I found this writing challenge through a link on Midlife Musing‘s blog. The suggestion is ‘pick up the nearest book and turn to page 123′. At the time I was sitting in my lounge, and I looked around. Not having a book on the coffee table next to me, the nearest book was any one of about a thousand in the bookcase pictured here, so I walked over and picked up the nearest one at random. Next, I’m asked to take the first and last sentences on that page and connect them together. OK, here goes:
‘Quilan wondered about their ship names.’ The one that really caught his eye in the enormous space dinghy supermarket was a little black number called ‘The colour of Space’ which he thought was quietly amusing. ‘So many of their ship names were like that, even if more were just jokey.’
Sadly the page is rather short, being a chapter beginning with an arty-farty spacing-and-line design taking it towards the bottom but it did at least give me an opportunity to name a ship and give me a small private chuckle in memory of a certain ‘Red Dwarf‘ episode.
But wait! Maybe I was supposed to write something longer? Responses on the original website offering the challenge varied between synopses of the page in the book to one-liners like mine, but included some interesting creative efforts several paragraphs long. So let’s try that.
‘Quilan wondered about their ship names.’
She was always a little apprehensive about her first visit to a new culture, and this assignment had been making the hairs stand up on the back of her neck since she’d left Outpost 435 with the instructions ‘See what you can do for them, and try not to get killed’.
It was always hard to understand the motivation of a people who’d suddenly taken off from their homeworld for no good reason that anyone could see and refused to communicate for the best part of three decades, but she found it particularly disturbing that they’d broken silence only to request the presence of a single white female under thirty years old, demanded that the ambassador must be a virgin and must travel alone, and then refused to explain or elaborate.
And so here she was, coming into dock and doing her best to delay the moment when she’d have to leave the safety of her ship and discover exactly what it was they wanted, with the knowledge that the whole future of interplanetary relations rested on her shoulders. No-one had any idea what these lunatics might want, but they’d been odd people to start with, and now they’d had nearly thirty years to continue developing their idiosyncratic weaponry, no-one wanted to upset them. She’d have to be insane not to be nervous.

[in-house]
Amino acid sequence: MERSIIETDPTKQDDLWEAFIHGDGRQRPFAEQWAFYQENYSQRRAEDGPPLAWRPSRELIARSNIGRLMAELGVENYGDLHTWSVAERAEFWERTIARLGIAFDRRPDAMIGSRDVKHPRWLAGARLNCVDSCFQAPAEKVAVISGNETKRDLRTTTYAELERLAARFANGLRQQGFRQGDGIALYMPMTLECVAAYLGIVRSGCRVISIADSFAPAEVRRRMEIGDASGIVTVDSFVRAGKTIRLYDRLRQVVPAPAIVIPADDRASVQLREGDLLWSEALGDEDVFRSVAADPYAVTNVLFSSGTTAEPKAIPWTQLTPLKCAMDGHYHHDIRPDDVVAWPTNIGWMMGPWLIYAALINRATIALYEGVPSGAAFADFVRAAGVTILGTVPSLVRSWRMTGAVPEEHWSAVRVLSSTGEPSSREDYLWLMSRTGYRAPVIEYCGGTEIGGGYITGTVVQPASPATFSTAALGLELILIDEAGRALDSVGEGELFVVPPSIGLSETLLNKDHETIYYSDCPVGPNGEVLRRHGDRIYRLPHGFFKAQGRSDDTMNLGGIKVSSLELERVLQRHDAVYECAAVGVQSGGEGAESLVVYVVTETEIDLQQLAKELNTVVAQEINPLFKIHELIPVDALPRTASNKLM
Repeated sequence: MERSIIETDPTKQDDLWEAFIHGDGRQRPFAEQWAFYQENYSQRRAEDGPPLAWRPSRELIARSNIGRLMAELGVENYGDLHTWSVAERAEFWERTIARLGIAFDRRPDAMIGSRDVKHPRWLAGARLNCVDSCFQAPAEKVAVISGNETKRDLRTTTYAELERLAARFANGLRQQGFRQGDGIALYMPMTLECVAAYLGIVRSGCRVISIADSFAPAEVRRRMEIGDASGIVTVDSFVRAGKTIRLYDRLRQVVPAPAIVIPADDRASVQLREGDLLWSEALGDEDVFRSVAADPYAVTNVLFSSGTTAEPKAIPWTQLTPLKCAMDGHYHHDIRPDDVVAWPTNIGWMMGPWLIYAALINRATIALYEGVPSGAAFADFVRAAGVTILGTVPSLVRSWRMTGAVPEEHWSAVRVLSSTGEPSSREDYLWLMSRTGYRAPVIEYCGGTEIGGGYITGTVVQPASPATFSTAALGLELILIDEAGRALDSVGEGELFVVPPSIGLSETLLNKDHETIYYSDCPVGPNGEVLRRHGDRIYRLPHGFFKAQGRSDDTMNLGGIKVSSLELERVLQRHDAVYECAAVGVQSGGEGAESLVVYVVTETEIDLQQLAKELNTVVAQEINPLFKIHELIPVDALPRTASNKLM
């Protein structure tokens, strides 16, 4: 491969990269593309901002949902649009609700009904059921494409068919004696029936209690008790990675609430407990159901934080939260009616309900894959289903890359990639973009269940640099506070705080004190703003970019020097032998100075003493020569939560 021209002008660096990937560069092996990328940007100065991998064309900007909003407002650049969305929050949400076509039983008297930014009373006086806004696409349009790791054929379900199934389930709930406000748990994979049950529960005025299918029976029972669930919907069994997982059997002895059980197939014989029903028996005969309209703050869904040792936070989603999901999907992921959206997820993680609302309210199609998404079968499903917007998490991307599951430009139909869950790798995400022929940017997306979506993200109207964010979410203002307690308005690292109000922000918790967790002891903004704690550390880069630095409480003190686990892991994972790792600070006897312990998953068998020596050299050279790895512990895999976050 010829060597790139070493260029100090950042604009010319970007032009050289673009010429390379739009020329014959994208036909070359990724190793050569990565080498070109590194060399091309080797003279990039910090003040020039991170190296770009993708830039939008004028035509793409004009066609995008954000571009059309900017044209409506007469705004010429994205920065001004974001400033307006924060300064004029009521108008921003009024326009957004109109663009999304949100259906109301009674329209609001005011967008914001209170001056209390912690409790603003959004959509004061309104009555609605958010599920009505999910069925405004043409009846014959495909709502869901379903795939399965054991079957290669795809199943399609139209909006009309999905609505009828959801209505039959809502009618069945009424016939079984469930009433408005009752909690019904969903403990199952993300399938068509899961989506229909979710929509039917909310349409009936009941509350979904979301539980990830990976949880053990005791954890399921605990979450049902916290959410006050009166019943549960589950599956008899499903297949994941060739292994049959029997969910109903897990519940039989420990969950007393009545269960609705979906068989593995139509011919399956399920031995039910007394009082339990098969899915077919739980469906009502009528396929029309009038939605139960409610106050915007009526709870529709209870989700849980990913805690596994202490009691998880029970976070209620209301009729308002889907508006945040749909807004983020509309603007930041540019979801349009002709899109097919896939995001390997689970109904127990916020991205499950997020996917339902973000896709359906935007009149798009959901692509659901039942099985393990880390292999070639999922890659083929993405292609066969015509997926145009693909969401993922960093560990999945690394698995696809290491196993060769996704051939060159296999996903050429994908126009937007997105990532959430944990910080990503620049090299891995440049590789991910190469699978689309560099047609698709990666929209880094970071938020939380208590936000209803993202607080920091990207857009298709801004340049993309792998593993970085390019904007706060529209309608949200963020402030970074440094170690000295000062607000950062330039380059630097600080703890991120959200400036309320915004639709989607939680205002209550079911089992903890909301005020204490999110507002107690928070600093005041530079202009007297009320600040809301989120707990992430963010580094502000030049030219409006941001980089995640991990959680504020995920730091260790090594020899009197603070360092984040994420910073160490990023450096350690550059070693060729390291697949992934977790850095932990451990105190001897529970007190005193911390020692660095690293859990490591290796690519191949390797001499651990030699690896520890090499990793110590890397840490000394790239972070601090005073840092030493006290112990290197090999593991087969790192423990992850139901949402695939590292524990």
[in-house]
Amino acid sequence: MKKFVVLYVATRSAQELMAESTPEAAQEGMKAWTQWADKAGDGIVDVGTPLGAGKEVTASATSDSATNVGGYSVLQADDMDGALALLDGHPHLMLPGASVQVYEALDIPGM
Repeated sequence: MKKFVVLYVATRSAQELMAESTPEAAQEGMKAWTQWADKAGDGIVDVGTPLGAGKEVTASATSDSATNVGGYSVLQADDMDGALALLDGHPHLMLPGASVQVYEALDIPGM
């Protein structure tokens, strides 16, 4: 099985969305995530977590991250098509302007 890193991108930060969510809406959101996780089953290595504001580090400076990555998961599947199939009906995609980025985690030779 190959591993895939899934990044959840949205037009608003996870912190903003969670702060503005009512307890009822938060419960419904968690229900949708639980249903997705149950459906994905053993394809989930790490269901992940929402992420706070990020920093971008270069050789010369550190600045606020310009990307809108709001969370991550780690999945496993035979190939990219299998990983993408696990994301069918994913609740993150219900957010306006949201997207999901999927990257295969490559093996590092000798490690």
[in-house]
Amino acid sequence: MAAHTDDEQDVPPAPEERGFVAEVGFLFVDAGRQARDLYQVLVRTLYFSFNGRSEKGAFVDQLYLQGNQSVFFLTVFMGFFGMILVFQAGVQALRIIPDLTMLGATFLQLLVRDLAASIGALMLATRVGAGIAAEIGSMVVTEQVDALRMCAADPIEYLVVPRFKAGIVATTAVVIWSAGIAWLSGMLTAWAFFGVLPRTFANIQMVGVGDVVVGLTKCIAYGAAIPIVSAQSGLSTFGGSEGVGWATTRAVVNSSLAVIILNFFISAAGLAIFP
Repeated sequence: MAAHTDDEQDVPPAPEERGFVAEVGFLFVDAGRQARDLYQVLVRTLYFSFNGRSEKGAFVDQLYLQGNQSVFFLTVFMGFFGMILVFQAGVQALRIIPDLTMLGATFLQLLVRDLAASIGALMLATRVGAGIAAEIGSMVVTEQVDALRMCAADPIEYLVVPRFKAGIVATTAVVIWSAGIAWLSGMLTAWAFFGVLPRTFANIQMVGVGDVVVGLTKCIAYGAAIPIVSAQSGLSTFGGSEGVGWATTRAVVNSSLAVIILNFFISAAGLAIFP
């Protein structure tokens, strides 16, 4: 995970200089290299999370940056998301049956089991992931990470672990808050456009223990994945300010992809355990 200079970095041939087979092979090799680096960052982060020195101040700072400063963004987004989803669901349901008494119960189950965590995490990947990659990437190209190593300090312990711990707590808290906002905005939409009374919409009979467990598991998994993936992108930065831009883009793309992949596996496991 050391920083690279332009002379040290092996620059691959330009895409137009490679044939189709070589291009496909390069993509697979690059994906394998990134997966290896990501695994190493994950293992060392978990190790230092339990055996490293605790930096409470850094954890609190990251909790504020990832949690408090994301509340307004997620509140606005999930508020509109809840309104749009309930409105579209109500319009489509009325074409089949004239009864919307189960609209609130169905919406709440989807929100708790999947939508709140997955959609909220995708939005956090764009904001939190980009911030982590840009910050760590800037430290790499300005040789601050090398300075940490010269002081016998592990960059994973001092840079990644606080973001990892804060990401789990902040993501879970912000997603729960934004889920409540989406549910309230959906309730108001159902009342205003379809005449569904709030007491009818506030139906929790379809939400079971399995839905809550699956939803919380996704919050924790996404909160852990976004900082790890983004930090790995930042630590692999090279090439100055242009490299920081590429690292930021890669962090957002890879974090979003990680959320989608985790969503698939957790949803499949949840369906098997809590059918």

She cruised past the lines of tethered vessels trying to get a clue to their thinking. You could learn a lot about a culture from the way they named things, and she thought perhaps she was beginning to get a handle on them.
Craning her neck to read the Unisperanto markings on the battered grey hulk nearest to her she could make out the words ‘Benchmark of Fidelity’. She couldn’t read the next one, but the newer transport below it read ‘The End Justifies’. At the end of the first rod of the dock she’d read perhaps fifty names with various themes from the didactic to the incomprehensible. Many of them were amusing – she remembered ‘I May Be Gone Some Time’ and a small dark vessel simply called ‘The White Giant’. But some of the names which seemed merely a little odd nagged at her mind until she solved the riddle and unearthed the sinister message hidden in the words. She shivered. ‘So many of their ship names were like that, even if more were just jokey.’
Wow, that was fun! It’s been a while since I did any kind of writing exercise just for the sake of it! If you’re into creative writing, go try it – and don’t forget to post your results on Booking Through Thursday!
I’ve had a quick browse through the site and it seems to be an interesting place to go if you enjoy books, and though I was disappointed not to find more pieces about writing, I think I’ll probably pop in again.
Oh, and in case you’re wondering, the book I happened to pick up was ‘Look to Windward’ by Iain M Banks.